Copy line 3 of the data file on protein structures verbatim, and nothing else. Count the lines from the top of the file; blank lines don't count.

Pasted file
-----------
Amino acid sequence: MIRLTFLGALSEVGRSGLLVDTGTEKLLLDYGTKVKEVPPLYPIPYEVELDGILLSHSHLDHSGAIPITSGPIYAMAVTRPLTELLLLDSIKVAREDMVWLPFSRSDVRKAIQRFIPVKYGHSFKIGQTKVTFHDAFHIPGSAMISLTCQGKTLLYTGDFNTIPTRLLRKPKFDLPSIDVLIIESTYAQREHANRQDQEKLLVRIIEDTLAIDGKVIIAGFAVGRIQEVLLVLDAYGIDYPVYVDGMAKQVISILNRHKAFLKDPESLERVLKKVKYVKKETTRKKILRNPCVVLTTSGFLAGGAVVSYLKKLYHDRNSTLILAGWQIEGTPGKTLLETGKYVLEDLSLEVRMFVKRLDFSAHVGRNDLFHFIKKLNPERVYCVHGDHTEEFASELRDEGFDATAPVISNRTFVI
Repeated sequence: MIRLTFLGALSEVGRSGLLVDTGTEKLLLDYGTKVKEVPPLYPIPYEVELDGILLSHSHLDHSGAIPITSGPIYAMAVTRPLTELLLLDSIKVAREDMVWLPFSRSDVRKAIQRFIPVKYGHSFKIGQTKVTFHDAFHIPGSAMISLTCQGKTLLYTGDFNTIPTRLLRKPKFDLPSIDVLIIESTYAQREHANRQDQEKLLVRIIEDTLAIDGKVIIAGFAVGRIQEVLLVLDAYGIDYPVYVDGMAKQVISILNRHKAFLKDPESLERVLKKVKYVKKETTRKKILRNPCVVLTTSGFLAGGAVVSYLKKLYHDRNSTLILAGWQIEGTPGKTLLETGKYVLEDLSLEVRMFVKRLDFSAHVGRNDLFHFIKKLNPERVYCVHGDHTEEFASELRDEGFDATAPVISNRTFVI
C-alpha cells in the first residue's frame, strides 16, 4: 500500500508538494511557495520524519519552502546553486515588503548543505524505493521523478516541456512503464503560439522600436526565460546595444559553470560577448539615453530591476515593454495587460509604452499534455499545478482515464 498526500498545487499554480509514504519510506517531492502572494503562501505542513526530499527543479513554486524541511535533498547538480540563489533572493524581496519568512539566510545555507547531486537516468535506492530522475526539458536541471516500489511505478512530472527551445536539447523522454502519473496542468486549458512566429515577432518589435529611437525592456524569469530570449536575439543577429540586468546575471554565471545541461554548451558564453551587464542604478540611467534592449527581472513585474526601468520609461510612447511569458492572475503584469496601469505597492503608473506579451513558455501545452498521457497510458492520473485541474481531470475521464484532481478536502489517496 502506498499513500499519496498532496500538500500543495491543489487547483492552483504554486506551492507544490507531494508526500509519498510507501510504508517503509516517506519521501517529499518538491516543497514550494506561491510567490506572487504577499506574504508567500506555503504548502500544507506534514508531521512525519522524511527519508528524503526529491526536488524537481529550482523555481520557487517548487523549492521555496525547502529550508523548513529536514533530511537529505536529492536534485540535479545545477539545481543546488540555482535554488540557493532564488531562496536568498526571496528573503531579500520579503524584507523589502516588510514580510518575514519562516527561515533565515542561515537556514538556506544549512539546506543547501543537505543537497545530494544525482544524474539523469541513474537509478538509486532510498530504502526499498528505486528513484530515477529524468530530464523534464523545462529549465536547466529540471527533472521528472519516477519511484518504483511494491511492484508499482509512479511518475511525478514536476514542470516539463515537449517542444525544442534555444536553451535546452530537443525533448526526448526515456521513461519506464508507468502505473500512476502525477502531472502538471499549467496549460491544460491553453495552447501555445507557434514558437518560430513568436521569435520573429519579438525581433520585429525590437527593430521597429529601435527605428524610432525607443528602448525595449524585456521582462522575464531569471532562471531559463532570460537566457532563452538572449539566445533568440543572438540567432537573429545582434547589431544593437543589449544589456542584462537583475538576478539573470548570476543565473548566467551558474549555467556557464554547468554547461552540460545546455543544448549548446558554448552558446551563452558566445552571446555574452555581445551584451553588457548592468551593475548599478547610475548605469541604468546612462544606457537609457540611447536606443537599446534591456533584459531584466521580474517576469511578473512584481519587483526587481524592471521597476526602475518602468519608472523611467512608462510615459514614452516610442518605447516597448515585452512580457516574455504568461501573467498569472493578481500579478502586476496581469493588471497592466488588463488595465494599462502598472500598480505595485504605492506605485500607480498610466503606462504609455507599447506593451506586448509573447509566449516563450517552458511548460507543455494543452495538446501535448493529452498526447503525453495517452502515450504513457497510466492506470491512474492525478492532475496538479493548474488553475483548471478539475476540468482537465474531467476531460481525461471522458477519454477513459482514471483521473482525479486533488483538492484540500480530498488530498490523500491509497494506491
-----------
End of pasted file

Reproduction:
C-alpha cells in the first residue's frame, strides 16, 4: 500500500508538494511557495520524519519552502546553486515588503548543505524505493521523478516541456512503464503560439522600436526565460546595444559553470560577448539615453530591476515593454495587460509604452499534455499545478482515464 498526500498545487499554480509514504519510506517531492502572494503562501505542513526530499527543479513554486524541511535533498547538480540563489533572493524581496519568512539566510545555507547531486537516468535506492530522475526539458536541471516500489511505478512530472527551445536539447523522454502519473496542468486549458512566429515577432518589435529611437525592456524569469530570449536575439543577429540586468546575471554565471545541461554548451558564453551587464542604478540611467534592449527581472513585474526601468520609461510612447511569458492572475503584469496601469505597492503608473506579451513558455501545452498521457497510458492520473485541474481531470475521464484532481478536502489517496 502506498499513500499519496498532496500538500500543495491543489487547483492552483504554486506551492507544490507531494508526500509519498510507501510504508517503509516517506519521501517529499518538491516543497514550494506561491510567490506572487504577499506574504508567500506555503504548502500544507506534514508531521512525519522524511527519508528524503526529491526536488524537481529550482523555481520557487517548487523549492521555496525547502529550508523548513529536514533530511537529505536529492536534485540535479545545477539545481543546488540555482535554488540557493532564488531562496536568498526571496528573503531579500520579503524584507523589502516588510514580510518575514519562516527561515533565515542561515537556514538556506544549512539546506543547501543537505543537497545530494544525482544524474539523469541513474537509478538509486532510498530504502526499498528505486528513484530515477529524468530530464523534464523545462529549465536547466529540471527533472521528472519516477519511484518504483511494491511492484508499482509512479511518475511525478514536476514542470516539463515537449517542444525544442534555444536553451535546452530537443525533448526526448526515456521513461519506464508507468502505473500512476502525477502531472502538471499549467496549460491544460491553453495552447501555445507557434514558437518560430513568436521569435520573429519579438525581433520585429525590437527593430521597429529601435527605428524610432525607443528602448525595449524585456521582462522575464531569471532562471531559463532570460537566457532563452538572449539566445533568440543572438540567432537573429545582434547589431544593437543589449544589456542584462537583475538576478539573470548570476543565473548566467551558474549555467556557464554547468554547461552540460545546455543544448549548446558554448552558446551563452558566445552571446555574452555581445551584451553588457548592468551593475548599478547610475548605469541604468546612462544606457537609457540611447536606443537599446534591456533584459531584466521580474517576469511578473512584481519587483526587481524592471521597476526602475518602468519608472523611467512608462510615459514614452516610442518605447516597448515585452512580457516574455504568461501573467498569472493578481500579478502586476496581469493588471497592466488588463488595465494599462502598472500598480505595485504605492506605485500607480498610466503606462504609455507599447506593451506586448509573447509566449516563450517552458511548460507543455494543452495538446501535448493529452498526447503525453495517452502515450504513457497510466492506470491512474492525478492532475496538479493548474488553475483548471478539475476540468482537465474531467476531460481525461471522458477519454477513459482514471483521473482525479486533488483538492484540500480530498488530498490523500491509497494506491